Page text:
Blatter, Platini face uphill struggle under scrutiny of appeal panel
By Brian Homewood
ZURICH (Reuters) - FIFA's Appeal Committee will never face a bigger task than ruling on the suspensions of Sepp Blatter and the man who has been most likely to succeed him as president, Michel Platini.
Last year, it was the focus of world soccer when it ruled against Uruguay's Luis Suarez's who had appealed his four month ban for biting an opponent at the World Cup in an incident seen by millions of fans on television.
But with the governance of the entire sport under scrutiny from U.S. and Swiss prosecutors, the Blatter and Platini cases are in a different league for a body that has track record of standing firm in the face of high-profile cases.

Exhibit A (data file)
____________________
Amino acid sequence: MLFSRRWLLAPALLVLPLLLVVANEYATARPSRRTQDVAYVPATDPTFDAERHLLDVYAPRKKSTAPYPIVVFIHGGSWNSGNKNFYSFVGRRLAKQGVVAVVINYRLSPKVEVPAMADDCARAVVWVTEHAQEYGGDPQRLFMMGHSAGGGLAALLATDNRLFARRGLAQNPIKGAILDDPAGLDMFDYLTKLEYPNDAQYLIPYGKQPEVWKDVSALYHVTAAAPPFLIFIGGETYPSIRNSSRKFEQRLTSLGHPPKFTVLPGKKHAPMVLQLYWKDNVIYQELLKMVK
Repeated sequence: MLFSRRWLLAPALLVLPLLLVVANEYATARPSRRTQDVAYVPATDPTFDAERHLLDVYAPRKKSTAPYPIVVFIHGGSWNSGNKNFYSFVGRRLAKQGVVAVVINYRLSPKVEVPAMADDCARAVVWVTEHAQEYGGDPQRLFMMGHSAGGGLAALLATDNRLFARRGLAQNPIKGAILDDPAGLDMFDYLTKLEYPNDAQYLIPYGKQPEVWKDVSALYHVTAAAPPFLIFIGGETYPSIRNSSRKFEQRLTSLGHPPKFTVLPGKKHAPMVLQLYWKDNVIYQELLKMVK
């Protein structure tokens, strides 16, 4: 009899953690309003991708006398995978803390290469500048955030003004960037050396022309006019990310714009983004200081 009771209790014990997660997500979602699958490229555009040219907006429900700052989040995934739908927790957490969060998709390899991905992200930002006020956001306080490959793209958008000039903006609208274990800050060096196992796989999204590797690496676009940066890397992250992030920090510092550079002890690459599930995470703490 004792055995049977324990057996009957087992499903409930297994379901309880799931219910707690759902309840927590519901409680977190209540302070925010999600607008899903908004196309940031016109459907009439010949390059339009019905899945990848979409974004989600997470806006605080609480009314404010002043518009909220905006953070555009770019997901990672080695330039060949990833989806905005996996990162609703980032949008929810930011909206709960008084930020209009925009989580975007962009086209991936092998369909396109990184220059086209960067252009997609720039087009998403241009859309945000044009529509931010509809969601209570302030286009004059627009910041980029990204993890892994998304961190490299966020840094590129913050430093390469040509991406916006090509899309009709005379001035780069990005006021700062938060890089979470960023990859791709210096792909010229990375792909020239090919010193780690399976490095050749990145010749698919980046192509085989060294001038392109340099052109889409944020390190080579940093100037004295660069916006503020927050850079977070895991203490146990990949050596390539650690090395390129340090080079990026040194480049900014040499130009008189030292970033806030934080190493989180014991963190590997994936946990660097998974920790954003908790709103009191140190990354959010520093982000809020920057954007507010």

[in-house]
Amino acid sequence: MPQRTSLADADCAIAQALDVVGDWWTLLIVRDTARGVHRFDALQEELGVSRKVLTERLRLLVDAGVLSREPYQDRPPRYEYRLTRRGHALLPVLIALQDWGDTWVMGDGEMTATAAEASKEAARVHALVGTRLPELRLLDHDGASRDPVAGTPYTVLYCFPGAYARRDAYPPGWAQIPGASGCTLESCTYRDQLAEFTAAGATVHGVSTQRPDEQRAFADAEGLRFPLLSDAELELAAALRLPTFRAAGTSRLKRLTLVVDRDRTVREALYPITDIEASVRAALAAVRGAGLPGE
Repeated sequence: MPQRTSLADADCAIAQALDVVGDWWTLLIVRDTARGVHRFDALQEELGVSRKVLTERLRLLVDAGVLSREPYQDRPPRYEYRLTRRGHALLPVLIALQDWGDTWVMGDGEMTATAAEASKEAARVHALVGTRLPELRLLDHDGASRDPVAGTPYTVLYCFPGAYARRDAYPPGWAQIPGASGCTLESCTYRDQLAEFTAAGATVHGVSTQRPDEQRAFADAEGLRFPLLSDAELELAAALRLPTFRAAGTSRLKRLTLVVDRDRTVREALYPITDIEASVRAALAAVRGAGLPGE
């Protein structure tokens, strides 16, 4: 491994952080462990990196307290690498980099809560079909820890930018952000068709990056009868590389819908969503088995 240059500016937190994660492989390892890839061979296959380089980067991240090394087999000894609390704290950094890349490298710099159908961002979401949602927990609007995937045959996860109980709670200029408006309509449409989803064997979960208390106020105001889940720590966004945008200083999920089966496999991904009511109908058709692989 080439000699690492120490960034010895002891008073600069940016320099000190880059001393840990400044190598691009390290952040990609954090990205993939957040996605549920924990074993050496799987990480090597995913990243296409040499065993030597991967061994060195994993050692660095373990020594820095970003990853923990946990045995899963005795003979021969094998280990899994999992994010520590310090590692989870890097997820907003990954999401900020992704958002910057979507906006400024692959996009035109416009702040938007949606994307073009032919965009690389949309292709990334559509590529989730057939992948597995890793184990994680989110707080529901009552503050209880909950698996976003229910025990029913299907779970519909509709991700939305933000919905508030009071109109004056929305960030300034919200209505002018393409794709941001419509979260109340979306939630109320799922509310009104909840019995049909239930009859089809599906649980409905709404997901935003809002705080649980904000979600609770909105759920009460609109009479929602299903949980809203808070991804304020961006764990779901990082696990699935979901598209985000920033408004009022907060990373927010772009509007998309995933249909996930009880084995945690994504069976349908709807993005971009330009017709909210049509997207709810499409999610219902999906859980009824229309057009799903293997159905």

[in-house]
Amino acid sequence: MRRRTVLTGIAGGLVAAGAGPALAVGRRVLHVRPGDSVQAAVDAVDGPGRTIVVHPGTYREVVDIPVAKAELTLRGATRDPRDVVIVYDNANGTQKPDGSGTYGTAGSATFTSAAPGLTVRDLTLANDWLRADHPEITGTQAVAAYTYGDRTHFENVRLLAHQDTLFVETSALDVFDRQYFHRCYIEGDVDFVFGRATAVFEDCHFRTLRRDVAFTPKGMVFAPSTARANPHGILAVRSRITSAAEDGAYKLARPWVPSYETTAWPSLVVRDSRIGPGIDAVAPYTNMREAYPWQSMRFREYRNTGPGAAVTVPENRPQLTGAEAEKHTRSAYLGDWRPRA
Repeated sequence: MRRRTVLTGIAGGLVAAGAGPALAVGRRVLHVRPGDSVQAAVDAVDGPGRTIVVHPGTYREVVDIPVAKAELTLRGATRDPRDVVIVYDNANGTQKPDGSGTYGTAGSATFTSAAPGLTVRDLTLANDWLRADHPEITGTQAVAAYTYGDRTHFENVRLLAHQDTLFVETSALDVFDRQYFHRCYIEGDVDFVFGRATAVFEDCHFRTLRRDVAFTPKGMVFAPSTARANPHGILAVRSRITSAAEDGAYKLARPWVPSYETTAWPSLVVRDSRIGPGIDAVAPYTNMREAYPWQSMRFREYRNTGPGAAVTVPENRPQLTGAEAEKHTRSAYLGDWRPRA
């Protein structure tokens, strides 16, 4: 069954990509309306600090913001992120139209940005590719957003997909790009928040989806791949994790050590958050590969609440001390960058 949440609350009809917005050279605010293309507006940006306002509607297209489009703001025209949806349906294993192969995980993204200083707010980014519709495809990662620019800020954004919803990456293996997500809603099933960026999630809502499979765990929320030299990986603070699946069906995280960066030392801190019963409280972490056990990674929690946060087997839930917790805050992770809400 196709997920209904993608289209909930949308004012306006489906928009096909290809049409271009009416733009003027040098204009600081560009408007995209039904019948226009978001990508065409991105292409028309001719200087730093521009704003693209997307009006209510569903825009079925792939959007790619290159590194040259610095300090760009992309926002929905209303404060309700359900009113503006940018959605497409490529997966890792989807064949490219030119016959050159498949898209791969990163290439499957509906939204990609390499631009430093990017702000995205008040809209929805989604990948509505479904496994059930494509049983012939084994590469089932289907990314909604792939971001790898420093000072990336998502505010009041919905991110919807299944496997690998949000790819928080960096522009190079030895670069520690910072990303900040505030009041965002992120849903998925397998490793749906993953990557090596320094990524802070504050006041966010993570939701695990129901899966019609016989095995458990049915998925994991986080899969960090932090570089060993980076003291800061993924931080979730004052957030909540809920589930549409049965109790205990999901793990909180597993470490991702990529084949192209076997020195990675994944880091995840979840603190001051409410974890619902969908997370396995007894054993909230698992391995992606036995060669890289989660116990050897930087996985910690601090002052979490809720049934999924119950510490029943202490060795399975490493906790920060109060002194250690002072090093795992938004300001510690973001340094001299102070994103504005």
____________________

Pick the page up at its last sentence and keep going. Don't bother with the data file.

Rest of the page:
Despite their denials of wrongdoing, both men have gradually been submerged by the scandal that has rocked the world's most popular sport, beginning with dawn raids and a series of arrests at a Swiss luxury hotel in May.
Blatter and Platini were on Thursday banned for 90 days by the Ethics Committee which was reformed and ring-fenced as independent from FIFA under reforms which were passed in 2011.
Platini's hopes of succeeding Blatter, due to step down in February, now depend on whether he can overturn the ban at appeal. The Appeal Committee, headed by Bermudan lawyer Larry Mussenden, is part of the old FIFA structure. It hears ethics cases as well as those from on the pitch.
It comprises 14 members, who are elected by the FIFA Congress and are not allowed to sit on the executive committee. Only three are needed to conduct a hearing.Some, such as Fiji's Samuel Ram who was appointed in 2013, have a legal background.Others, such as Madagascar's Ahmad Ahmad and Austria's Leo Windtner, are presidents of their countries' respective football federations.
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